Bryony Kimmings and her niece Taylor in Credible Likeable Superstar Role Model
Bryony Kimmings and her niece Taylor in Credible Likeable Superstar Role Model

On the theatre side of the Edinburgh Fringe, Bryony Kimmings’ Credible Likeable Superstar Role Model went down very well, winning a Fringe First Award, a Fringe Review Outstanding Theatre Award and the Arches Brick Award. It is currently running at the Soho Theatre in London. The show was devised by Kimmings and her nine-year-old niece Taylor, as a response to, and fight against, the sexualisation of young girls. Together they created Catherine Bennett, a pop-star who is also an expert on dinosaurs and loves riding her bike. She also has her own songs, complete with music videos and Facebook page. Lynn Gardner described the show as “a call to arms against those who profit from selling thongs to children.”

In the Dublin Fringe Festival, I only saw a couple of shows that were overtly feminist. One of which, WAGE by Fitzgerald and Stapleton, offered discounted tickets for female audience members in recognition of the 13.9% gender pay gap in Ireland. It was a dance piece performed by two naked female performers, who were very comfortable and non-sexual about their nakedness. Even the masturbation sequence was laugh-out-loud funny rather than sexy. I’m not entirely sure what it was about but it was fun and silly and joyful in its incomprehensiveness. I was baffled but I’d had a good time. There was a slightly jarring section at the end when the dancers, now fully clothed, were joined on stage by Justine Reilly, a former prostitute who spoke about her own experiences. There was no room left for audience interpretation here – it was very didactic and a bit preach-y. Suddenly the piece went from incomprehensible fun to unambiguous lecturing and this took away from what had gone before.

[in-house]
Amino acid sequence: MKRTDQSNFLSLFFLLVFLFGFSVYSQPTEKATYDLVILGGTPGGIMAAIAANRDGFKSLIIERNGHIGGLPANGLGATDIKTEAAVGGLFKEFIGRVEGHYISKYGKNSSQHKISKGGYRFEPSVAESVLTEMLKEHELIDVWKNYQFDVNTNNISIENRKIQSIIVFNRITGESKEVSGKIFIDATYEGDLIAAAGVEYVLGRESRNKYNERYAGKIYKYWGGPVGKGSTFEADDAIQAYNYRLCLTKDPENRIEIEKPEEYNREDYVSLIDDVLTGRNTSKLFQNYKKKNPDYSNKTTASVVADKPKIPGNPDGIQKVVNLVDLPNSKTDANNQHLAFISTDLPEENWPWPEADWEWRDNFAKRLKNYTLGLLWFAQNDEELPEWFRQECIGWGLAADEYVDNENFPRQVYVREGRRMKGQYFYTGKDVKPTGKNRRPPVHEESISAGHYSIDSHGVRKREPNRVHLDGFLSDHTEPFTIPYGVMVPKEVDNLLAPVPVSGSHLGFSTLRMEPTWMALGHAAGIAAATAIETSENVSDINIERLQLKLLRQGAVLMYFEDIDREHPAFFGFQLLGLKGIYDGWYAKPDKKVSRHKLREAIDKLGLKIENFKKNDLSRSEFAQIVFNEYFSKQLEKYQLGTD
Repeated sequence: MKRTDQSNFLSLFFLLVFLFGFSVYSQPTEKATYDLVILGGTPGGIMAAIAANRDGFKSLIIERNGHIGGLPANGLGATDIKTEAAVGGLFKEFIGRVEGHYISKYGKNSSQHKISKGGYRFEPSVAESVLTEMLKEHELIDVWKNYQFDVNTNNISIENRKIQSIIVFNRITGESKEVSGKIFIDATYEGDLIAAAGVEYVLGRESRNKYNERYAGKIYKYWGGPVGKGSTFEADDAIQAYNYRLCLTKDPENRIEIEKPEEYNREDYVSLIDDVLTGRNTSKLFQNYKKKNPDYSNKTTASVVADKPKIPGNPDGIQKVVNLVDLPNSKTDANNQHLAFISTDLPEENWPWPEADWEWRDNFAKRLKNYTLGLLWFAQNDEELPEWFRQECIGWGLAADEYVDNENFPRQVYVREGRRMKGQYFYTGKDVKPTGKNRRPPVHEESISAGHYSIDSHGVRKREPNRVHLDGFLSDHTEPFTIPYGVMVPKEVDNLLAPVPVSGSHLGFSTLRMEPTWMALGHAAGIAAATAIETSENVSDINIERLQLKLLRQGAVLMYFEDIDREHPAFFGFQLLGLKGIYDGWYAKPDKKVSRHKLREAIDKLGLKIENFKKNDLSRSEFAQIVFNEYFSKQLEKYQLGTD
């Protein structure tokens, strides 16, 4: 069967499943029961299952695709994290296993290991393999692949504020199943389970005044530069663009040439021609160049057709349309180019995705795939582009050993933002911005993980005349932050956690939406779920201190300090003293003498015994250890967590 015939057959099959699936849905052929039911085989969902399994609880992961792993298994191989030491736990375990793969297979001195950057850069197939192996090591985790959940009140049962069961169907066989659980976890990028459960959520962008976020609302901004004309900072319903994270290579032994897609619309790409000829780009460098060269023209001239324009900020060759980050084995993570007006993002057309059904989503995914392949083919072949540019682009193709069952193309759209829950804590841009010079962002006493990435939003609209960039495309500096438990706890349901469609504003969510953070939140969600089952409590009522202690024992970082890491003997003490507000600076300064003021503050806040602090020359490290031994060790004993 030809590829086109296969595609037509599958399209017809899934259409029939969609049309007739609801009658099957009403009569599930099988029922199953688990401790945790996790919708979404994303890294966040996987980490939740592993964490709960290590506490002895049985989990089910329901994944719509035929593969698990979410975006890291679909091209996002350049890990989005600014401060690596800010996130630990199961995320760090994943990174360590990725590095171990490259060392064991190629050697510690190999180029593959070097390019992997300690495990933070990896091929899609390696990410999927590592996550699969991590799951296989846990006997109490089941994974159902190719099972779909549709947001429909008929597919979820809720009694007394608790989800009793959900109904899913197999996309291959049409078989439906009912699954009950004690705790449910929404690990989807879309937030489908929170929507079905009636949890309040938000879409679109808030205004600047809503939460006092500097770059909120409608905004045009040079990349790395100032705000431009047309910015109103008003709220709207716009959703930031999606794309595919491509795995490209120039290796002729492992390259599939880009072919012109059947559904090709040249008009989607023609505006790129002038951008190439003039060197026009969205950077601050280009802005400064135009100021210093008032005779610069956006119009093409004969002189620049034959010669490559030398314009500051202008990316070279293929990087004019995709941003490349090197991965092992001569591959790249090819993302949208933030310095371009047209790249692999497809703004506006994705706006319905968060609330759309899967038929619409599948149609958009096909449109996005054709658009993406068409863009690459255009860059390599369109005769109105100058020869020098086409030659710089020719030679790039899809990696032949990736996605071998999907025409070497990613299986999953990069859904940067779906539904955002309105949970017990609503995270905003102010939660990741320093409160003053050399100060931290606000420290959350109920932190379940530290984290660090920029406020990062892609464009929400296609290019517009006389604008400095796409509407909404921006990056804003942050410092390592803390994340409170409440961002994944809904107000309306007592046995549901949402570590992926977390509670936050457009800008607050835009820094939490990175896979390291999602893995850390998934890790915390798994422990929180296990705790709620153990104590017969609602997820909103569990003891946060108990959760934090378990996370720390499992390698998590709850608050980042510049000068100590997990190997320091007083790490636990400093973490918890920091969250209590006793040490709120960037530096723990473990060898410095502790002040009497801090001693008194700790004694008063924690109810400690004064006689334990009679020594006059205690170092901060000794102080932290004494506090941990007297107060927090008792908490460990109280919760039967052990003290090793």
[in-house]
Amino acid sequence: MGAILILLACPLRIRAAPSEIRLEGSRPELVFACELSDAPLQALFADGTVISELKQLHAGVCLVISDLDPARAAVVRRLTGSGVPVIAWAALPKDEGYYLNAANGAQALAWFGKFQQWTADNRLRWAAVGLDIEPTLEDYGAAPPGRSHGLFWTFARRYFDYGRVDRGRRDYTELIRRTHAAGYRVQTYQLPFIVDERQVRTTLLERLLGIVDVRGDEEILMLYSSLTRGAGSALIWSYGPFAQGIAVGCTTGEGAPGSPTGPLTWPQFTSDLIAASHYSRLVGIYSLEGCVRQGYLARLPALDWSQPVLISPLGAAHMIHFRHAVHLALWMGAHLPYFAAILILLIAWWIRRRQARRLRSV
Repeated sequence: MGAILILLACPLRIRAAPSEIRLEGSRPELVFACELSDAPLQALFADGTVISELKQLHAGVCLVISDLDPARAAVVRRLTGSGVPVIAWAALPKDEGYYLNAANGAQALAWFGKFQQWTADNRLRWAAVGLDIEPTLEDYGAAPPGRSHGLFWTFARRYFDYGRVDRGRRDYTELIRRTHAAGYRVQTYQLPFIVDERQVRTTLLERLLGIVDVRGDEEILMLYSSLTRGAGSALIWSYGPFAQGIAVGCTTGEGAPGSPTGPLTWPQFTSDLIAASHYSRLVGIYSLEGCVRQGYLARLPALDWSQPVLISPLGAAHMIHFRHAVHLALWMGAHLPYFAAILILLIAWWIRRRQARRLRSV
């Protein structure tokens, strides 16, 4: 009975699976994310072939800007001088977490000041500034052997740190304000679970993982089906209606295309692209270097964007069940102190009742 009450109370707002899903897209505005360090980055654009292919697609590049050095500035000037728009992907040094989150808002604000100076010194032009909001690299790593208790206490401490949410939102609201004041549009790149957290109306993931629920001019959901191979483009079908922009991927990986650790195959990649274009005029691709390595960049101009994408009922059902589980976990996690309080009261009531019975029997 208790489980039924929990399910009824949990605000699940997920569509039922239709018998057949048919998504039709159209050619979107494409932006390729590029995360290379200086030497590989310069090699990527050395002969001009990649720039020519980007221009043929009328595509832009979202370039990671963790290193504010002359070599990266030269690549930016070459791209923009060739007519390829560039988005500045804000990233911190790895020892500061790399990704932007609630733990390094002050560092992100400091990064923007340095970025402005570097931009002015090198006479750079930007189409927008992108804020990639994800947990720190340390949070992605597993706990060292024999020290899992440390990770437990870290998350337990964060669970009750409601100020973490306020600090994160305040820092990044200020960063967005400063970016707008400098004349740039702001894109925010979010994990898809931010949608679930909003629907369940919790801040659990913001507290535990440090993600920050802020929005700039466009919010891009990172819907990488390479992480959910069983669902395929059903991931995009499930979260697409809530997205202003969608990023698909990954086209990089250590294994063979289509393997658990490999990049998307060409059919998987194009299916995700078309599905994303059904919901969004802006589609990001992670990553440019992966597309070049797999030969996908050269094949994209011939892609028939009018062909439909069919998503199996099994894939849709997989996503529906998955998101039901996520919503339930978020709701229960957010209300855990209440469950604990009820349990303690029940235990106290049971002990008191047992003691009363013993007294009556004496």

While WAGE was alternatively incomprehensible and blatantly obvious, I still felt like it was doing something different in an enjoyable way. DOLLS on the other hand, had nothing new to say. I left the Sunday night performance feeling slightly angry because my time had been wasted. It didn’t say anything new about the female condition and there were sections of the piece that I found boring. With its heavy reliance on lip-synching, DOLLS made its performers nothing more than ciphers to be imprinted on. Perhaps that was the point since the piece was about woman as objects but it failed to move beyond that and just showed me something I already knew, over and over again. I seem to be in the minority though as a lot of people seemed to really enjoy the piece. It won the inaugural First Fortnight award which means you can see it in January and make up your own mine.

I would like to see more feminist theatre, made by men and women. I’m a native optimist who believes that art can change the world (or at least change a few minds), and while women are still being treating as being worth less than men, whether it’s how much they are paid or how much they are listened to, then we need to keep shouting about it. But it helps to build a strong platform to shout from and the Dublin Fringe Festival does contribute to that. It seems like it has always been very female, certainly in the last five years under Roise Goan’s directorship, and that’s a very good thing. I would like to think that hearing women’s voices and women’s stories onstage moves us a step closer to smashing the patriarchy and making a fairer society for all.